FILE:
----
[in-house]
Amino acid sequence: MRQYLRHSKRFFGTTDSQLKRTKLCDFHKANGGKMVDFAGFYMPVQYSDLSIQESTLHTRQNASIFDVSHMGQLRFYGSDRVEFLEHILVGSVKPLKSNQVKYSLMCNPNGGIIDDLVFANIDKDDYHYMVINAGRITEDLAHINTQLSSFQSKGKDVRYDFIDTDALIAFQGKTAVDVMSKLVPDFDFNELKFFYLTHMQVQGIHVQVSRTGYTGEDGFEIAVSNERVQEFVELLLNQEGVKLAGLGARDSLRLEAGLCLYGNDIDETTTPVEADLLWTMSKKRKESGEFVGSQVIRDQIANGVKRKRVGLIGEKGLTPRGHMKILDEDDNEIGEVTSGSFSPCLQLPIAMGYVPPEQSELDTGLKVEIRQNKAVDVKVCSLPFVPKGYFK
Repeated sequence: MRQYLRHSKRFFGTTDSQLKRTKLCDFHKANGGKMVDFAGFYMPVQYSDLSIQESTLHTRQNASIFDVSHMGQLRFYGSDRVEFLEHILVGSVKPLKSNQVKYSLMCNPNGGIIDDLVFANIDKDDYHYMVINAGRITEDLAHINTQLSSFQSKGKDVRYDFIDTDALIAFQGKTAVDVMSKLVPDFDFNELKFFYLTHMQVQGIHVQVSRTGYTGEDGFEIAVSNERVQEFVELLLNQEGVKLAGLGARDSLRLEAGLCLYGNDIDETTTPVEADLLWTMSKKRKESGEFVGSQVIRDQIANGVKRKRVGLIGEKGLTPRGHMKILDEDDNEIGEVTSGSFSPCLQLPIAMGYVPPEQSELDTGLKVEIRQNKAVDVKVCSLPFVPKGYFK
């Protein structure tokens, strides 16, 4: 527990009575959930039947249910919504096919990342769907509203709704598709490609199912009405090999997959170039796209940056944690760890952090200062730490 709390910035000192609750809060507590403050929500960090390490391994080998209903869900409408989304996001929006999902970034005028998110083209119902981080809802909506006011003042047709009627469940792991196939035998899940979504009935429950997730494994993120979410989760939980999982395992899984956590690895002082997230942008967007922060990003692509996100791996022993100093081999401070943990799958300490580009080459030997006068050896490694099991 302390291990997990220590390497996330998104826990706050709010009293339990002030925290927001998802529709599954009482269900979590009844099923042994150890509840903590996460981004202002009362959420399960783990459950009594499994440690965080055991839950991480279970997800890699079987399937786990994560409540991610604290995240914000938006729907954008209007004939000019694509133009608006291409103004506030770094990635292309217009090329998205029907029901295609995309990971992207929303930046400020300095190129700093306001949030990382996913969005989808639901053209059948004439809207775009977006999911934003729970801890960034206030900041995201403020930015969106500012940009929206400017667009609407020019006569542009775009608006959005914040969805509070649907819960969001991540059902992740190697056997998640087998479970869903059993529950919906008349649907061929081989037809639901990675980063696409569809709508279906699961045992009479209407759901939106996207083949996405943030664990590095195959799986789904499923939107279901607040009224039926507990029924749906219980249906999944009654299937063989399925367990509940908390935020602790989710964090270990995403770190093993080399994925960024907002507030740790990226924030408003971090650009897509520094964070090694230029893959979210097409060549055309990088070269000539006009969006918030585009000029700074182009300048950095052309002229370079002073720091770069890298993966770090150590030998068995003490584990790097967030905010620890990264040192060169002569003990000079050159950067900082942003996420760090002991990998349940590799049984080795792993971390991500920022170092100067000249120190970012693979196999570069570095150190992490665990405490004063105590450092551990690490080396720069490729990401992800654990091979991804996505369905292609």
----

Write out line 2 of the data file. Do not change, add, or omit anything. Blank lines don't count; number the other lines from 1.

Amino acid sequence: MRQYLRHSKRFFGTTDSQLKRTKLCDFHKANGGKMVDFAGFYMPVQYSDLSIQESTLHTRQNASIFDVSHMGQLRFYGSDRVEFLEHILVGSVKPLKSNQVKYSLMCNPNGGIIDDLVFANIDKDDYHYMVINAGRITEDLAHINTQLSSFQSKGKDVRYDFIDTDALIAFQGKTAVDVMSKLVPDFDFNELKFFYLTHMQVQGIHVQVSRTGYTGEDGFEIAVSNERVQEFVELLLNQEGVKLAGLGARDSLRLEAGLCLYGNDIDETTTPVEADLLWTMSKKRKESGEFVGSQVIRDQIANGVKRKRVGLIGEKGLTPRGHMKILDEDDNEIGEVTSGSFSPCLQLPIAMGYVPPEQSELDTGLKVEIRQNKAVDVKVCSLPFVPKGYFK